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Air pollution: the silent killer

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Although the pollutants in the air are not always visible to the naked eye, it does not mean that we should ignore their hazardous existence. The severity of air pollution has even “earned” it a nasty nickname: the silent killer.

Data from the World Health Organisation (WHO) revealed that there are approximately 7 million premature deaths annually that are associated with fouled air. It was also reported that 9 out of 10 people worldwide live in a place with poor air quality.

In Cambodia alone, 20,400 deaths were attributed to poor air quality back in 2012. WHO added: “A total of 44% of these was caused by indoor household air pollution. As of 2013, 88% of households used wood, coal, dung, and agricultural products for cooking, with usage rising to more than 95% in rural households.”

This debunks the claims that air pollution only takes place outdoors. While not all air pollutants are harmful, some can take a great toll on your health, especially if you happen to be in one of these groups – older adults, children or people with existing heart or lung disease.

How bad is air pollution for human health?

The answer is very, very bad. According to the WHO, one third of deaths from stroke, lung cancer and heart disease are due to air pollution. This is having an equivalent effect to that of smoking tobacco, and much higher than, say, the effects of eating too much salt.

This is because there is no escaping air pollution. The pollutants are microscopic in size therefore they can easily enter our system when we breathe in fouled air. The more polluted air you inhaled, the more susceptible you are to health problems such as respiratory illness.

Some other problems that can occur include additional pressure on the heart and lungs as they would have to work harder to supply the body with oxygen. Later on, this may result in decreased lung function and capacity, development of other diseases and shortened life span.

Guard yourself against air pollution

It might sound scary but believe it or not, there are a lot that you can do to either minimise the impact of poor air quality on your health or to contribute to a greener planet. Some of the possible actions include:

* Wear a fitted mask when outdoors

You might have seen other motorists and tuk-tuk drivers wearing surgical masks as they go about with their daily routine and maneuvering the heavy traffic. While this is a great idea, you cannot just simply wear any masks and hope that they will work to filter out pollutants. The key here is not really the type, but rather the fit of the mask.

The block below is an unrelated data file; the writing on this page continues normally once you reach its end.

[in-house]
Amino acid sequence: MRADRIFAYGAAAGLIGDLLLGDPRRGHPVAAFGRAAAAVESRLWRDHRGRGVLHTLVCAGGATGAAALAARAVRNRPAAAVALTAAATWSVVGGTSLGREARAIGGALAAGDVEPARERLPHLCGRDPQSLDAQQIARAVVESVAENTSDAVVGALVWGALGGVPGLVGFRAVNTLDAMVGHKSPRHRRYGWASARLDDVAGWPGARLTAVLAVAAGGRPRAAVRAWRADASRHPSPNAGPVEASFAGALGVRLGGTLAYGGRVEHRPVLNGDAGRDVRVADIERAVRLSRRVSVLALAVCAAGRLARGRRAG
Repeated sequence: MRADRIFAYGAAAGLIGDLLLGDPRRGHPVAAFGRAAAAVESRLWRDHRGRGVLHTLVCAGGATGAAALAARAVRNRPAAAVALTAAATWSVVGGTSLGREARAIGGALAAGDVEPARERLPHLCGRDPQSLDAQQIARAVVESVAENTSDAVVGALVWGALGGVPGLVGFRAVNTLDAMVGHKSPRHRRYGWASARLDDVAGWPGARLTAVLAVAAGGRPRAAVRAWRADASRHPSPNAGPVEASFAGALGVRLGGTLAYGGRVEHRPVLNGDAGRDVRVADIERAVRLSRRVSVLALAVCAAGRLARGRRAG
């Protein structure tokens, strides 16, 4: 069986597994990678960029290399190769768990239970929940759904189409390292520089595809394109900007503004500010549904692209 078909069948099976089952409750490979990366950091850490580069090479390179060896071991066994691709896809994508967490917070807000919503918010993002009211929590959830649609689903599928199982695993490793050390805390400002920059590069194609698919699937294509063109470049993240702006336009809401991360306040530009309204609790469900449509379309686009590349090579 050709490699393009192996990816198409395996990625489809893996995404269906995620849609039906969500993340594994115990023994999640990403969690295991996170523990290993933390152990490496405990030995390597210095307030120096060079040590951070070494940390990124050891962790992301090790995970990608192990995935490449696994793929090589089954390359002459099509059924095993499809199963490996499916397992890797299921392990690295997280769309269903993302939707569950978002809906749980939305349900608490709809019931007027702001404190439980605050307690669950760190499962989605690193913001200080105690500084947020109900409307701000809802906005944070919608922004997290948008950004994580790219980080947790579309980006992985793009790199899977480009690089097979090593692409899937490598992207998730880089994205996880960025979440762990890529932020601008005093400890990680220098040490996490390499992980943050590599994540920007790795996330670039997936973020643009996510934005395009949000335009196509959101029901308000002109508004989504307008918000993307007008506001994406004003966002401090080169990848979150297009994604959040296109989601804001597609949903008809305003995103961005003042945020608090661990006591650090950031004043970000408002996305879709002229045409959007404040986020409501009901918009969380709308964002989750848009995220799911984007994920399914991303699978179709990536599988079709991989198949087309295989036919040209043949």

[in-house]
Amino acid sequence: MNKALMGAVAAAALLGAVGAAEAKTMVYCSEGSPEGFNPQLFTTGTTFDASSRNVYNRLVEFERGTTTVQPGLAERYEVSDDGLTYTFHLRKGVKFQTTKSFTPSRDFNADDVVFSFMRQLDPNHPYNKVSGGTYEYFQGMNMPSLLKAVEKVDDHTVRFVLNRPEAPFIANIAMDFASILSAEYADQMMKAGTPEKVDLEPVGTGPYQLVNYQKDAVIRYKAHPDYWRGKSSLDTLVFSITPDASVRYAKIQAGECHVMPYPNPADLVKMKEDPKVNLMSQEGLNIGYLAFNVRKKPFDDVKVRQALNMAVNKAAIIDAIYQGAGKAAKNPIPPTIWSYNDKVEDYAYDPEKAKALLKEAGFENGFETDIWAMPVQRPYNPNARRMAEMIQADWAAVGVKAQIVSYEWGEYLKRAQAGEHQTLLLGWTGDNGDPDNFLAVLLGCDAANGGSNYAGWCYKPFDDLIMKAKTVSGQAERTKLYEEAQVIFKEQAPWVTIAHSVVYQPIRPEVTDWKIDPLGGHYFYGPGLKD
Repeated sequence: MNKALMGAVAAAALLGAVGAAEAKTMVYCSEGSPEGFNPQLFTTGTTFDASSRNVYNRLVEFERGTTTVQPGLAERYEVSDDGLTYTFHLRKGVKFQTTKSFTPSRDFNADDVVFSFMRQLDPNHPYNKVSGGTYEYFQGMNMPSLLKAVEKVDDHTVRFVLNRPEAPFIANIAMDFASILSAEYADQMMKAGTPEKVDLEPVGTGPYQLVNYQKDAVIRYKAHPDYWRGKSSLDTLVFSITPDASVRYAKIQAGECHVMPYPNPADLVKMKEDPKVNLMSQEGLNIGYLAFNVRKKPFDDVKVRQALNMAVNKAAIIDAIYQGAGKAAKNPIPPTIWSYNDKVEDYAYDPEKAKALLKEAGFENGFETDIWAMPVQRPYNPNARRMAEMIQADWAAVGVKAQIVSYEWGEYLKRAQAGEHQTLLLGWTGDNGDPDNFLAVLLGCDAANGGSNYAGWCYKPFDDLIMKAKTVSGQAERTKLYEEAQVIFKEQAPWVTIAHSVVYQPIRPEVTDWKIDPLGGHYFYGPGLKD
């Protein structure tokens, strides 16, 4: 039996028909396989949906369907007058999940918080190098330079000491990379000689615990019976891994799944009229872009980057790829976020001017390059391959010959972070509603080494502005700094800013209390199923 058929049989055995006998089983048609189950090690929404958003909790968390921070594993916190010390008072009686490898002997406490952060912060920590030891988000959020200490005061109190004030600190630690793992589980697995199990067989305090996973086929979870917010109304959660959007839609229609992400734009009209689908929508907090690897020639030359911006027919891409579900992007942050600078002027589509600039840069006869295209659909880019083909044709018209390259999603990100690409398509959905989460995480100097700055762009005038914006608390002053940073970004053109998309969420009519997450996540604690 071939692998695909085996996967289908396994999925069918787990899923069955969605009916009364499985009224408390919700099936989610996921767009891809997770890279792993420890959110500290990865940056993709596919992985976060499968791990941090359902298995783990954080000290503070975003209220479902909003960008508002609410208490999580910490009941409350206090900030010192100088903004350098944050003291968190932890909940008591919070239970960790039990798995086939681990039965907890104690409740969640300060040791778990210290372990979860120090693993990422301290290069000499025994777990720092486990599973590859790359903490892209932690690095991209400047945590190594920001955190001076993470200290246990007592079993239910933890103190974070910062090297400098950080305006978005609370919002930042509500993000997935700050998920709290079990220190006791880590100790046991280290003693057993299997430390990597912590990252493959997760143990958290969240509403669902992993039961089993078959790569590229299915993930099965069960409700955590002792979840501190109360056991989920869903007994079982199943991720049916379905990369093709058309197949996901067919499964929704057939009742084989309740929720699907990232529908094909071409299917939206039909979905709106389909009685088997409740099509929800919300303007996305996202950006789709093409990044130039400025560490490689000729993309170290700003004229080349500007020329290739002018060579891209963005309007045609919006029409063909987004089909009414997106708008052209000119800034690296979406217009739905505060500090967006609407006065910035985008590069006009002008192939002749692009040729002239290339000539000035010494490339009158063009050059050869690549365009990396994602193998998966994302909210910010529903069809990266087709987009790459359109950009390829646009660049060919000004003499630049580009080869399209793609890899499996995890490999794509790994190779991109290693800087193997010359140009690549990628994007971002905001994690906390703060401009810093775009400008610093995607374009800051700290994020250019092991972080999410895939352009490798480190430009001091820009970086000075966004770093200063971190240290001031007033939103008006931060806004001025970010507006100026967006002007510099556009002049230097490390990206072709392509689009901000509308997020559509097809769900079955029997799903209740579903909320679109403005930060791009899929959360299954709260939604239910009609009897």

In a 2018 study by the Institute for Occupational Medicine in Edinburgh, it was revealed that cheap surgical masks or “makeshift barricades” like a handkerchief don’t do much as air can easily slip through the sides when you inhale.

Opt for a slightly more high quality option like an N95 mask which contour perfectly to your face and can filter up to 95 per cent of pollutants.

* Start a green thumb initiative

This actually would work best for those who are also in search of a new hobby. There are a lot of resources that would recommend gardening as a way to combat air pollution. Why? Not only plants make for a great addition to any home, they also work wonders in cleaning up the air.

According to a study by the State University of New York, there are some plants that are highly efficient at removing pollutants from the air. They particularly recommend a Bromeliad plant which was able to remove over 80 percent of pollutants over the course of 12 hours in the experiment.

* Be more energy efficient

This is more of a prevention method. Regardless, it is an important one as the process to generate electricity and other sources of energy is a big factor that contributes to air pollution. If you practice good habits, you can help do your part in curbing greenhouse gas emissions and improving air quality.

Some of the easiest things you can do include replacing existing appliances with energy efficient ones, switching your light bulbs and limiting the use of appliances that require a lot of energy to work such as the traditional oven, air conditioners and water heater.

Remember, there is always more that you can do to protect yourself and loved ones. For an ease of mind, learn more about AIA សម្រាប់ជីវិត (Samrab Chivit), a comprehensive life insurance solution from AIA.

It covers 26 conditions of critical illnesses and medical operations both in Cambodia and overseas. Please contact AIA Client Care service at 086 999 242 for more details.

Sources: Medline Plus, World Health Organisation, United States Environmental Protection Agency, Science Focus, Huffington Post, Centers for Disease Control and Prevention, American Lung Association, Spare the Air.

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